Bill Stravakis and Christ Mitros, Co-administrators of the Estate of Mike Menaedes, Deceased, Maria M. Menaedes, Maria Menaedes, a Minor, by Her Mother and Next Friend, Maria M. Menaedes, Appellants, v. John W. Gardner, Secretary, Department of Health, Education and Welfare, Appellee, 408 F.2d 207 (D.C. Cir. 1969)

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U.S. Court of Appeals for the District of Columbia Circuit - 408 F.2d 207 (D.C. Cir. 1969) Argued December 13, 1968
Decided January 23, 1969
Petition for Rehearing Denied March 7, 1969

Mr. Richard M. Millman, Washington, D. C., for appellants. Mr. David Mayers, Washington, D. C., also entered an appearance for appellants.

Mr. Julius A. Johnson, Asst. U. S. Atty., with whom Messrs. David G. Bress, U. S. Atty., Frank Q. Nebeker and Nathan Dodell, Asst. U. S. Attys., were on the brief, for appellee.

Before DANAHER, WRIGHT and LEVENTHAL, Circuit Judges.

DANAHER, Circuit Judge:

This appeal challenges the District Court's award of summary judgment for the Secretary. We have carefully considered the claims advanced by the appellants but find them wanting. Accordingly we affirm.

After adverse administrative action, the appellants sought1  to prevent recovery of an overpayment of old-age insurance benefits from the estate of a deceased wage earner, one Mike Menaedes. The Appeals Council on April 8, 1966 held that there had been an overpayment of benefits to appellants' decedent in that the latter had not reached the age of 65 at the time of his application for benefits on July 29, 1959. He then stated that he was born on April 16, 1893, and benefits were paid at the rate of $116 per month from January, 1959 through August, 1962 when further payments were suspended pending an investigation of his age. A Hearing Examiner noted that when Menaedes had applied in 1950 for Social Security coverage, he declared his birth date to have been July 16, 1898. That same date was discernible from yet other records which reflected information provided by the decedent at various times. The Hearing Examiner observed that the claimant himself had given little credence to a birth date in 18932  and that he had "used that date only when he applied for old-age insurance benefits."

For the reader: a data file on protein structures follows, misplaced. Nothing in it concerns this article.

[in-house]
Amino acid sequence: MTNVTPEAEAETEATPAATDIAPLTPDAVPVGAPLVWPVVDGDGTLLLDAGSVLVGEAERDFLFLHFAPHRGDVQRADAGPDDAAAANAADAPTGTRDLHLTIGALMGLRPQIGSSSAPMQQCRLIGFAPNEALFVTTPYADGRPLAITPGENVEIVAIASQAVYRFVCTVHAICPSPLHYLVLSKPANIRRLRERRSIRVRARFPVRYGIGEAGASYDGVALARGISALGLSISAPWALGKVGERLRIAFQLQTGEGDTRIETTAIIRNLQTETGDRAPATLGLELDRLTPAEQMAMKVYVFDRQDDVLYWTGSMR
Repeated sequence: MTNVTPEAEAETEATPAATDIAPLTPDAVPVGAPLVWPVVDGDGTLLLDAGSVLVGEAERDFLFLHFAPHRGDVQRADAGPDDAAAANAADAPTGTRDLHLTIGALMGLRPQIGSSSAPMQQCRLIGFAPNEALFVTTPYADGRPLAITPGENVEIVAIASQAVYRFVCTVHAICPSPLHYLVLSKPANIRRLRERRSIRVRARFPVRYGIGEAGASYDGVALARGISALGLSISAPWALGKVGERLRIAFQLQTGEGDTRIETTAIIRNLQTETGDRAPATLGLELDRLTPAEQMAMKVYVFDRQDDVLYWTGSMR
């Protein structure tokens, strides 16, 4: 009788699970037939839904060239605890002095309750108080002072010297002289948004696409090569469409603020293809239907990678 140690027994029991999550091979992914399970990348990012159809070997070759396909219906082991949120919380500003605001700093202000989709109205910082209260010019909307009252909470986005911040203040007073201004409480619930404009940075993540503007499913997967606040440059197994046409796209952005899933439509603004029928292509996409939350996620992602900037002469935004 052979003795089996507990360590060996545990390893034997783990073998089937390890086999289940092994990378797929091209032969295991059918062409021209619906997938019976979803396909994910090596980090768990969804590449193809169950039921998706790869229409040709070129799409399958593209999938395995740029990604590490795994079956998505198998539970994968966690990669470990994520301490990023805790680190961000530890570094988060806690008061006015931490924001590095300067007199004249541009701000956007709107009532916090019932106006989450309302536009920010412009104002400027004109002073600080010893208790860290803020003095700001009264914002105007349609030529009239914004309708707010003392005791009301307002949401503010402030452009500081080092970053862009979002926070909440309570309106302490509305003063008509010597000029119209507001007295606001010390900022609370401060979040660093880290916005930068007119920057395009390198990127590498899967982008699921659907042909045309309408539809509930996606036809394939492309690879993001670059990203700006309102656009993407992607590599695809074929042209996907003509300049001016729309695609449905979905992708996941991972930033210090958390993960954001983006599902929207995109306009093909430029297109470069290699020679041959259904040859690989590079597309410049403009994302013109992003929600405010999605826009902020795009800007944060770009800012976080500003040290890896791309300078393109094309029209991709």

Appellants' principal contention is that the decedent had relinquished a valuable right, i. e., he gave up his business, in reliance upon receiving the overpayment in question, and consequently under the applicable regulation, 20 C.F.R. § 404.509, repayment had been waived. But in deciding against the appellants on this issue, the Examiner may have given weight to the decedent's statement shortly after he had applied for benefits that his business had been suffering a decline for some two years and "I expect it to get worse."

The Act while authorizing limited court review provides that the "findings of the Secretary as to any fact, if supported by substantial evidence, shall be conclusive."3  We are not persuaded that error has been shown,4  and the judgment of the District Court is



42 U.S.C. § 405(g) (1964) authorizes court review of such a decision


When Menaedes applied for old-age benefits he furnished a document purporting to establish his birth date as April 16, 1893. That instrument had been issued by the president of a municipality of Volados, Greece, but was not based upon contemporary birth records


Cf. Sherrick v. Ribicoff, 300 F.2d 494, 495 (7 Cir. 1962). Under the circumstances and in view of the record here, appellants are not aided by Green v. Secretary of Health, Education and Welfare, 218 F. Supp. 761, 763 (D.D.C. 1963) upon which reliance had been placed.


Of course, the burden of proof rested upon the appellants. May v. Gardner, 362 F.2d 616, 617 (6 Cir. 1966)